Jack Herer dies at 70; author and advocate for marijuana legalization
Jack Herer, an energetic advocate for marijuana legalization who was a mesmerizing presence on the Venice Boardwalk and achieved worldwide renown after he wrote a treatise extolling the virtues of hemp, died April 15. He was 70.
Herer suffered a debilitating heart attack in September, minutes after he delivered a typically pugnacious pro-pot speech at the Hempstalk festival in Portland, Ore., insisting that marijuana ought to be smoked morning, noon and night. “You’ve got to be out of your mind not to smoke dope,” shouted Herer, dressed in a green short-sleeved shirt and shorts made from hemp. “It is the best thing the world has ever had.”
He never recovered and died at home in Eugene on tax day. “Dad has not filed taxes in over 30 years, so it was wonderful he died on tax day, it really was,” said his son Mark Herer, who is the president of The Third Eye, the family’s smoke shop and hippie wares store in Portland.
Herer researched and wrote an exuberant book that became the bible of the movement to legalize hemp, a non-psychoactive strain of marijuana. “The Emperor Wears No Clothes,” which was first published in 1985, has sold more than 700,000 copies. In it, Herer wields extensive documentation to ridicule the government’s ban on hemp cultivation and to highlight the plant’s versatility as paper, fiber, fuel, food and medicine.
The book made Herer into one of the most recognizable figures in the marijuana movement and converted him into a pop icon memorialized by a strain of cannabis. For decades, Herer, known as the Emperor of Hemp or the Hemperor, crisscrossed the country, rhapsodizing about the wonders of weed.
Bruce Margolin, one of L.A.'s best-known marijuana defense lawyers, recalls that Herer was always trying to teach people about hemp. “At that time I was ignorant of it like everyone else,” he said. “He educated me and many, many other people through his book and his lectures.”
Herer was born June 18, 1939, in New York City, the youngest of three children, and served in Korea as an Army military police officer. He discovered his mission in Los Angeles after he moved to the city in 1967 with his wife and three sons to work at a neon sign company. He tried marijuana two years later and quickly became engrossed in learning about it. “He was always a very curious person about everything. He read everything he got his hands on,” said Vera Donato, who was married to Herer from 1960 to 1969.
In the early 1970s, he wrote “G.R.A.S.S.,” which stood for “Great Revolutionary American Standard System.” It promoted a 1-to-10 scale for grading marijuana. He also began to invent drug paraphernalia.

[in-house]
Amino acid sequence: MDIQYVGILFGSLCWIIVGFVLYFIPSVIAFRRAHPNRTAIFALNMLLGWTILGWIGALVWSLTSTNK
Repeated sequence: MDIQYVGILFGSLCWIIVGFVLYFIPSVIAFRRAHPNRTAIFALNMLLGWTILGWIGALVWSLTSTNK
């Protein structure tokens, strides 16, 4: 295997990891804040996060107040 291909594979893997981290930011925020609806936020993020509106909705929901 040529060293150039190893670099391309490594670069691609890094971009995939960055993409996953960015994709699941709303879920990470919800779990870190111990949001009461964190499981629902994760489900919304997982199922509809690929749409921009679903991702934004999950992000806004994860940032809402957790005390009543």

In 1973, he launched a relentless effort to legalize marijuana in California, working year after year on initiatives that failed, often in league with Ed Adair, a head shop owner who died two decades ago. In 1980, the two became co-commanders of Reefer Raiders and set up camp on the lawn of the federal building in Westwood, openly smoking joints for the media. A year later, they pushed their own measure.
Herer opened a head shop in Van Nuys called High Country and recruited other owners to help fund his initiatives. In 1983, he ran afoul of a new state law that made it a misdemeanor to sell devices to use with illegal drugs. Police confiscated more than 6,000 items in two raids. Three years later, Herer was convicted and ordered to pay a $1,500 fine and serve two years’ probation.
In the 1980s, he could frequently be found at an information booth on the Venice Boardwalk, a gregarious man who showed obvious pleasure in trying to persuade skeptics. “I think the thing that motivated him the most was his love and respect for planet Earth and that he was a kind and good-hearted person just naturally,” said Jerry Rubin, a fellow activist who was often stationed nearby. “He was doing a consciousness-raising lifetime exercise.”
Herer researched “The Emperor Wears No Clothes” for years, scouring the archives of the Library of Congress for evidence that he believed the government suppressed when marijuana was outlawed in 1937.
The book, updated many times, sparked a hemp resurgence, and he became a circuit-riding preacher. In 1990, Herer addressed 60 rallies in 48 places in one six-week stint.
At 6 feet and 230 pounds, with unkempt hair and a bushy beard, Herer was an imposing, but not intimidating figure, a bearish counterculture holdout who was often found in tie-dyed shorts and a T-shirt with a pot leaf overlaid on an American flag on the front and a history of hemp on the back.
Herer had a heart attack and stroke at a hemp festival in 2000. He boasted that his rehabilitation was aided by cannabis oil. When he concluded his last speech, he said, “Come over to my booth, over there, and I will see you next time.”
“He didn’t write the script, but you couldn’t write it better,” Mark Herer said. “Dad has a speech, the crowd cheers and he walks off into the sunset.”
Herer was married four times. He is survived by his wife, six children, a brother and a sister. A memorial will be held at 1 p.m. Sunday at Eden Memorial Park, 11500 Sepulveda Blvd., in Mission Hills.